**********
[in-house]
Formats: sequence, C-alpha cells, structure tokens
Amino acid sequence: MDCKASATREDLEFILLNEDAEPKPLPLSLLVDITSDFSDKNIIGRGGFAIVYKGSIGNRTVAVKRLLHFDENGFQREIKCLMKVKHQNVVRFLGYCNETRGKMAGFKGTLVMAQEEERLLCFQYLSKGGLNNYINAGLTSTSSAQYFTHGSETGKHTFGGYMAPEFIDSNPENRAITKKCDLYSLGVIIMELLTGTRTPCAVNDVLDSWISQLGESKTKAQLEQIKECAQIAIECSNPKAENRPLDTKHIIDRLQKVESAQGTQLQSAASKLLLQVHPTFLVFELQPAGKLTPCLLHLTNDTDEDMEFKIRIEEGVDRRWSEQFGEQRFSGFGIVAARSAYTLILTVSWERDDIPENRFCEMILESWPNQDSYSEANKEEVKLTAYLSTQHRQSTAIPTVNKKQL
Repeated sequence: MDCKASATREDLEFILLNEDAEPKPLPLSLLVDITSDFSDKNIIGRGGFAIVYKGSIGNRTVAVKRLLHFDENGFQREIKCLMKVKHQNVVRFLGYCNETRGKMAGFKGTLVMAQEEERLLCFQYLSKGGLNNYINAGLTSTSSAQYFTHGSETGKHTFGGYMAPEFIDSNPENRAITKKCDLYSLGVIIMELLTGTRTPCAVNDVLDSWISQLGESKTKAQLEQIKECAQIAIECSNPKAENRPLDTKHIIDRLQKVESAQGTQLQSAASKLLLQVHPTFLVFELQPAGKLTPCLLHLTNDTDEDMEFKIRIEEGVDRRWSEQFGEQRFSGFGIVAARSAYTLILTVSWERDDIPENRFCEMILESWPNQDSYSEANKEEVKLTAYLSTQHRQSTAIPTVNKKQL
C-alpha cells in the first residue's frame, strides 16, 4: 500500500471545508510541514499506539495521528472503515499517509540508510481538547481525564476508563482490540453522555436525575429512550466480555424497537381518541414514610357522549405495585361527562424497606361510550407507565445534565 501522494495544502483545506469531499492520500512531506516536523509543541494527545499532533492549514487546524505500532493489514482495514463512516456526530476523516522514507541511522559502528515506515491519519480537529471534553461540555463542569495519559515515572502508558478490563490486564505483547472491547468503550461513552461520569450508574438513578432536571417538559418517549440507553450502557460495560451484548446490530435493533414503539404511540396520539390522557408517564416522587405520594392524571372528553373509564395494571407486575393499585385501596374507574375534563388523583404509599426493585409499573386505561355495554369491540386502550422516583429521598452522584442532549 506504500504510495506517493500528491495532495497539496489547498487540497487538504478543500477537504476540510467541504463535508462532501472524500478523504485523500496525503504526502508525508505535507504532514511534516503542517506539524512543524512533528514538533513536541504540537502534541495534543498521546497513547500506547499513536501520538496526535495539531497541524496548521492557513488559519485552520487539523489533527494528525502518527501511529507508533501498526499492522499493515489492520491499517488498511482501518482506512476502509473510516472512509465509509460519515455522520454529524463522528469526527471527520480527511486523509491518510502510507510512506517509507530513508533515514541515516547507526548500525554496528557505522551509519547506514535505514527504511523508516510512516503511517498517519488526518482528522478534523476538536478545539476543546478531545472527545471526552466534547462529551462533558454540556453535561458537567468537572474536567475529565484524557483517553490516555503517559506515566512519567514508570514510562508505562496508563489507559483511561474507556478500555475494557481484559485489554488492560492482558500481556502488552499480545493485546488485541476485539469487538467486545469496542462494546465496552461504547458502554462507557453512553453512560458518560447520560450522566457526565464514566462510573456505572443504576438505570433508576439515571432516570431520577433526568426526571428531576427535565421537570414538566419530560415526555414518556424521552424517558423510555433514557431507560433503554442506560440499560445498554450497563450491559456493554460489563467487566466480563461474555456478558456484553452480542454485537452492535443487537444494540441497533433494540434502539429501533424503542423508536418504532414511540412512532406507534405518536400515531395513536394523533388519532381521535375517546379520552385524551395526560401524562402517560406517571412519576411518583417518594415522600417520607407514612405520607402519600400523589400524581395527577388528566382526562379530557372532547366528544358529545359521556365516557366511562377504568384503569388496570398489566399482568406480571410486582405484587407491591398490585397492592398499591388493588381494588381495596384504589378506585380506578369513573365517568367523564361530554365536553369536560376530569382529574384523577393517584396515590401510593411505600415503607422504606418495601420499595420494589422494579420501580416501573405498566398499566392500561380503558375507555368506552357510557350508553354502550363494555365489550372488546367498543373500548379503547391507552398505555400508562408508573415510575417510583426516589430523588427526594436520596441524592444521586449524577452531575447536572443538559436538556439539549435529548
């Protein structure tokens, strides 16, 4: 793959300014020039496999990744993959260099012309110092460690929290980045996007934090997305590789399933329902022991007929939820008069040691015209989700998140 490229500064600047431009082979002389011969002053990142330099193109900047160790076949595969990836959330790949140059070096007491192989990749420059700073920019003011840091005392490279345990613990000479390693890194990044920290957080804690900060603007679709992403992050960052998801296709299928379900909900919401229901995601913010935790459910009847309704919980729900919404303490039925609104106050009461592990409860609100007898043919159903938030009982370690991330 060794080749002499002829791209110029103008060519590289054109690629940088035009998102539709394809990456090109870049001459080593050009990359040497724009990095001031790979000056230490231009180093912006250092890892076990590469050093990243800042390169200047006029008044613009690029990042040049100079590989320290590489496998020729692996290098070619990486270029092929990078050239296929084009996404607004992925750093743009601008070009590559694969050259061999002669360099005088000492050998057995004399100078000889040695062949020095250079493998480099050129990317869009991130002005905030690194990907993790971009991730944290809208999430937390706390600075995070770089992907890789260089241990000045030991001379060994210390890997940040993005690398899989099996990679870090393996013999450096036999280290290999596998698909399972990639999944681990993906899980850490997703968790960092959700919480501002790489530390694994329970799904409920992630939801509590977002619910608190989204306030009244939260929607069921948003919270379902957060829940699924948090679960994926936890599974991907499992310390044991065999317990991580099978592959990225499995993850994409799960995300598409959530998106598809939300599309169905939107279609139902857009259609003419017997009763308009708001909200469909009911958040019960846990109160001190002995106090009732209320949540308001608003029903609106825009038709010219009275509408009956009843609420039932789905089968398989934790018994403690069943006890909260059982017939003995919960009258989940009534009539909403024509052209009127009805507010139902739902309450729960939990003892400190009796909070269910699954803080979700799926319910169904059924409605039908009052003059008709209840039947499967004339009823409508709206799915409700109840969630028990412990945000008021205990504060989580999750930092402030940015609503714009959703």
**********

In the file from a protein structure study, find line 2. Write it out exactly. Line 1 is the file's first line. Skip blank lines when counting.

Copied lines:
Formats: sequence, C-alpha cells, structure tokens